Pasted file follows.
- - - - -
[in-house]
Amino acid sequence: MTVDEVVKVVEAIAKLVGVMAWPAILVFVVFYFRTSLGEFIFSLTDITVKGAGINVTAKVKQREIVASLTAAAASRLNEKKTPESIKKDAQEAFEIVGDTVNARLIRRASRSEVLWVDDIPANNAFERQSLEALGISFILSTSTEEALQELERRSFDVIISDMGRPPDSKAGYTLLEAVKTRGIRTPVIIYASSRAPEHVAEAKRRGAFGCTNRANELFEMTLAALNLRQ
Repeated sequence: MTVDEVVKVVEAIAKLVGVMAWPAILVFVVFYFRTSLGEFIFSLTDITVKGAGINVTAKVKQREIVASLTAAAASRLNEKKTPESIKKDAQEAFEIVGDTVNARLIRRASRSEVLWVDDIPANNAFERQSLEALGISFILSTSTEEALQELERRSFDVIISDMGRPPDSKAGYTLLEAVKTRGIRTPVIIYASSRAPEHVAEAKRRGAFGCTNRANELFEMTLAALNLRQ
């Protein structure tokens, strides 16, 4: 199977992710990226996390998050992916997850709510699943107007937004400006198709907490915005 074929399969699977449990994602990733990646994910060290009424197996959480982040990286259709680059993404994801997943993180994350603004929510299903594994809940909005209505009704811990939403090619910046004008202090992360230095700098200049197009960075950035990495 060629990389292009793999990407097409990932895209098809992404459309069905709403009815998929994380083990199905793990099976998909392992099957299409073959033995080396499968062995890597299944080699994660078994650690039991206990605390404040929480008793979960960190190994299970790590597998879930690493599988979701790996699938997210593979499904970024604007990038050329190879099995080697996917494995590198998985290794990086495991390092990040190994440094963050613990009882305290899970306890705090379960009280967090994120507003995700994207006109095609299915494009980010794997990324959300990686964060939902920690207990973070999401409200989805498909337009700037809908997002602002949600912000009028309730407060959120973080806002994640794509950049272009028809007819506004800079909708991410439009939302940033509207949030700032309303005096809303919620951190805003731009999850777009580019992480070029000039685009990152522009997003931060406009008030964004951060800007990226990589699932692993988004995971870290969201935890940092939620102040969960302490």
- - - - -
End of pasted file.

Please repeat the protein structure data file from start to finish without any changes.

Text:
[in-house]
Amino acid sequence: MTVDEVVKVVEAIAKLVGVMAWPAILVFVVFYFRTSLGEFIFSLTDITVKGAGINVTAKVKQREIVASLTAAAASRLNEKKTPESIKKDAQEAFEIVGDTVNARLIRRASRSEVLWVDDIPANNAFERQSLEALGISFILSTSTEEALQELERRSFDVIISDMGRPPDSKAGYTLLEAVKTRGIRTPVIIYASSRAPEHVAEAKRRGAFGCTNRANELFEMTLAALNLRQ
Repeated sequence: MTVDEVVKVVEAIAKLVGVMAWPAILVFVVFYFRTSLGEFIFSLTDITVKGAGINVTAKVKQREIVASLTAAAASRLNEKKTPESIKKDAQEAFEIVGDTVNARLIRRASRSEVLWVDDIPANNAFERQSLEALGISFILSTSTEEALQELERRSFDVIISDMGRPPDSKAGYTLLEAVKTRGIRTPVIIYASSRAPEHVAEAKRRGAFGCTNRANELFEMTLAALNLRQ
């Protein structure tokens, strides 16, 4: 199977992710990226996390998050992916997850709510699943107007937004400006198709907490915005 074929399969699977449990994602990733990646994910060290009424197996959480982040990286259709680059993404994801997943993180994350603004929510299903594994809940909005209505009704811990939403090619910046004008202090992360230095700098200049197009960075950035990495 060629990389292009793999990407097409990932895209098809992404459309069905709403009815998929994380083990199905793990099976998909392992099957299409073959033995080396499968062995890597299944080699994660078994650690039991206990605390404040929480008793979960960190190994299970790590597998879930690493599988979701790996699938997210593979499904970024604007990038050329190879099995080697996917494995590198998985290794990086495991390092990040190994440094963050613990009882305290899970306890705090379960009280967090994120507003995700994207006109095609299915494009980010794997990324959300990686964060939902920690207990973070999401409200989805498909337009700037809908997002602002949600912000009028309730407060959120973080806002994640794509950049272009028809007819506004800079909708991410439009939302940033509207949030700032309303005096809303919620951190805003731009999850777009580019992480070029000039685009990152522009997003931060406009008030964004951060800007990226990589699932692993988004995971870290969201935890940092939620102040969960302490």